Regenerative endodontics are a relatively new field that uses concepts from tissue engineering with the aim of restoring root-canals to a health state that would allow for continued development of the root and surrounding tissue.
The aim of this review was to evaluate the outcomes for non-vital immature permanent teeth treated using regenerative endodontic techniques (RET)
Searches were conducted in the Medline/PubMed, Embase, Embase Classic, Cochrane Central Register of Controlled trials (Central), Clinical trials.gov and National Research Register databases. The PROSPERO protocol indicates that Controlled trials, Case-control studies, Cohort studies and Case-series with a minimum of 5 cases were considered.
Two reviewers assessed study quality. The Newcastle-Ottawa Scale was used to assess the quality of cohort and case-control studies with randomised controlled trials being assessed with the Cochrane Risk of Bias tool. The Scottish Intercollegiate Guidelines Network Grading System was used to grade the level of evidence of all studies.
Outcome measures assessed included tooth survival, qualitative assessments of clinical and radiographic signs and symptoms of periapical healing, quantitative measurements of continued root development, root lengthening, root dentin thickening, and/or relative radiographic area calculations. Random effects meta-analysis were performed for studies with similar exposures including blood clot (BC), platelet-rich plasma (PRP), and the control group (mineral trioxide aggregate [MTA] apical plug technique)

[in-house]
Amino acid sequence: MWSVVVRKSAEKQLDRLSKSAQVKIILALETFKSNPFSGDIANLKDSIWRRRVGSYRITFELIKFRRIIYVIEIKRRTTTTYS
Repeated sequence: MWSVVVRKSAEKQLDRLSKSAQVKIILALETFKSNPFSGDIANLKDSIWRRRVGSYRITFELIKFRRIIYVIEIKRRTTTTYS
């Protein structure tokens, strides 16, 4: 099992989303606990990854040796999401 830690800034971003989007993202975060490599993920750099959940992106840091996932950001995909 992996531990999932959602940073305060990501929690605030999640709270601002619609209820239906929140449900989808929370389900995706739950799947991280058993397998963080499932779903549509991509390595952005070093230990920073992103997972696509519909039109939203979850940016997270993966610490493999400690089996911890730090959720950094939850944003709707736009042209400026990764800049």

- 14 studies involving a total of 409 patients were included (sample sizes range from 6-88)
- 5 studies were RCTs, 2 cohorts,1 case-control and 6 uncontrolled prospective.
- All the RCTs were considered to be at a high risk of bias.
- All except 1 study had a follow up of at least 1 year,
- Resolution of clinical signs and symptoms was high across studies irrespective of the intervention or control group.
- Tooth survival was 100% in all but 2 studies. All studies reported on apical closures
|Blood clot (95%CI)||Platelet-rich plasma (95% CI)||Control (95% CI)|
|Periapical healing||95%(78-97%)||94% (74–99%)||91% (64–98%)|
|Apical closure||76% (58–88%)||82% (57–94%]||6.4% (0.9–35%)|
|Root Length & Root Dentin Thickness.||80% (48–95%)||94% (55–99%||6.4% (0.5–46%)|
The authors concluded: –
Many knowledge gaps still exist within the studies published. Current published evidence is unable to provide definitive conclusions on the predictability
This review of a developing area of research and treatment has used a broad search strategy to locate relevant studies. While key methodological details are given in the main paper the level of detail provided is limited making it difficult to assess. Although some additional detail can be found by viewing the original protocol on the PROSPERO database. Fourteen relatively small studies were included involving 2 main regenerative techniques using blood clots and platelet-rich plasma. Although 5 studies were randomised controlled trials these were all considered to be at high risk of bias. The sample sizes of all the included studies was relatively small and there was substantial heterogeneity between the studies in terms of reporting pre- and post-operative clinical findings and variation in reporting outcomes. While the review suggests excellent success rates the majority of the included studies are uncontrolled and those controlled trials are at high risk of bias. Consequently, these findings should be viewed with caution until more high quality well-conducted and reported studies are available.
Tong HJ, Rajan S, Bhujel N, Kang J, Duggal M, Nazzal H. Regenerative Endodontic Therapy in the Management of Nonvital Immature Permanent Teeth: A Systematic Review-Outcome Evaluation and Meta-analysis. J Endod. 2017Sep;43(9):1453-1464. doi: 10.1016/j.joen.2017.04.018. Epub 2017 Jul 22. Review. PubMed PMID: 28743431.